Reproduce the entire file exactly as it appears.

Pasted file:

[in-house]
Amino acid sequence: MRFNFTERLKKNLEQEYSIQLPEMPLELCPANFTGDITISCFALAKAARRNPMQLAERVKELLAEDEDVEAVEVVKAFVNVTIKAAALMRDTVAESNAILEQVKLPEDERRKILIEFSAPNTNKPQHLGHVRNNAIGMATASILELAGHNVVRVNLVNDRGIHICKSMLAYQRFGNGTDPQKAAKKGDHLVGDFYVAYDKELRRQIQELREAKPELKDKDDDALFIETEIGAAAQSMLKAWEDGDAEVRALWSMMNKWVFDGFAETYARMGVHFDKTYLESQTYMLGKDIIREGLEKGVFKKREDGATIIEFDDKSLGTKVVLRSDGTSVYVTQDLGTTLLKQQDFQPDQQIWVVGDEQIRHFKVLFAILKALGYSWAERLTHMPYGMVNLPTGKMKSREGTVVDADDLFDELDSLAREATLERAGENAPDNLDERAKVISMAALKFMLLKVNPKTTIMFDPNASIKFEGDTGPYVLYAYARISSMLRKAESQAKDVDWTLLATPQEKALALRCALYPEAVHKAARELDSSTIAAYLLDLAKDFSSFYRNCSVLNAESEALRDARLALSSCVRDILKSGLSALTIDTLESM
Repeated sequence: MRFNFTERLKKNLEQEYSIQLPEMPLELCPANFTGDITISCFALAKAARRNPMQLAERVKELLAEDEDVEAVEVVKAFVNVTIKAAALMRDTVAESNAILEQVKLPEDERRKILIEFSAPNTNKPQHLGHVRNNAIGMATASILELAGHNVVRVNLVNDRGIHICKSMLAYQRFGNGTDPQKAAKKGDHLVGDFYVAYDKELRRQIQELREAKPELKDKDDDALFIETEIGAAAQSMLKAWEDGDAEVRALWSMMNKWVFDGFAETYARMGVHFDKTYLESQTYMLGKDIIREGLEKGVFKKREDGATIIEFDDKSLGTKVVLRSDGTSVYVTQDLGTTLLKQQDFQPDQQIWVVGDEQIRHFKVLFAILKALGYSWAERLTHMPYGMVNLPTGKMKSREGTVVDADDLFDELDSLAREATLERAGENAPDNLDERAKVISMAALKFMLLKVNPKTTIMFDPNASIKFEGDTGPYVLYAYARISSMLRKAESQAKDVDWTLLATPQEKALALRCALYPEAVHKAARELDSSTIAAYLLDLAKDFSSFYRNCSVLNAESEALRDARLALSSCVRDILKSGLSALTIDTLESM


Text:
[in-house]
Amino acid sequence: MRFNFTERLKKNLEQEYSIQLPEMPLELCPANFTGDITISCFALAKAARRNPMQLAERVKELLAEDEDVEAVEVVKAFVNVTIKAAALMRDTVAESNAILEQVKLPEDERRKILIEFSAPNTNKPQHLGHVRNNAIGMATASILELAGHNVVRVNLVNDRGIHICKSMLAYQRFGNGTDPQKAAKKGDHLVGDFYVAYDKELRRQIQELREAKPELKDKDDDALFIETEIGAAAQSMLKAWEDGDAEVRALWSMMNKWVFDGFAETYARMGVHFDKTYLESQTYMLGKDIIREGLEKGVFKKREDGATIIEFDDKSLGTKVVLRSDGTSVYVTQDLGTTLLKQQDFQPDQQIWVVGDEQIRHFKVLFAILKALGYSWAERLTHMPYGMVNLPTGKMKSREGTVVDADDLFDELDSLAREATLERAGENAPDNLDERAKVISMAALKFMLLKVNPKTTIMFDPNASIKFEGDTGPYVLYAYARISSMLRKAESQAKDVDWTLLATPQEKALALRCALYPEAVHKAARELDSSTIAAYLLDLAKDFSSFYRNCSVLNAESEALRDARLALSSCVRDILKSGLSALTIDTLESM
Repeated sequence: MRFNFTERLKKNLEQEYSIQLPEMPLELCPANFTGDITISCFALAKAARRNPMQLAERVKELLAEDEDVEAVEVVKAFVNVTIKAAALMRDTVAESNAILEQVKLPEDERRKILIEFSAPNTNKPQHLGHVRNNAIGMATASILELAGHNVVRVNLVNDRGIHICKSMLAYQRFGNGTDPQKAAKKGDHLVGDFYVAYDKELRRQIQELREAKPELKDKDDDALFIETEIGAAAQSMLKAWEDGDAEVRALWSMMNKWVFDGFAETYARMGVHFDKTYLESQTYMLGKDIIREGLEKGVFKKREDGATIIEFDDKSLGTKVVLRSDGTSVYVTQDLGTTLLKQQDFQPDQQIWVVGDEQIRHFKVLFAILKALGYSWAERLTHMPYGMVNLPTGKMKSREGTVVDADDLFDELDSLAREATLERAGENAPDNLDERAKVISMAALKFMLLKVNPKTTIMFDPNASIKFEGDTGPYVLYAYARISSMLRKAESQAKDVDWTLLATPQEKALALRCALYPEAVHKAARELDSSTIAAYLLDLAKDFSSFYRNCSVLNAESEALRDARLALSSCVRDILKSGLSALTIDTLESM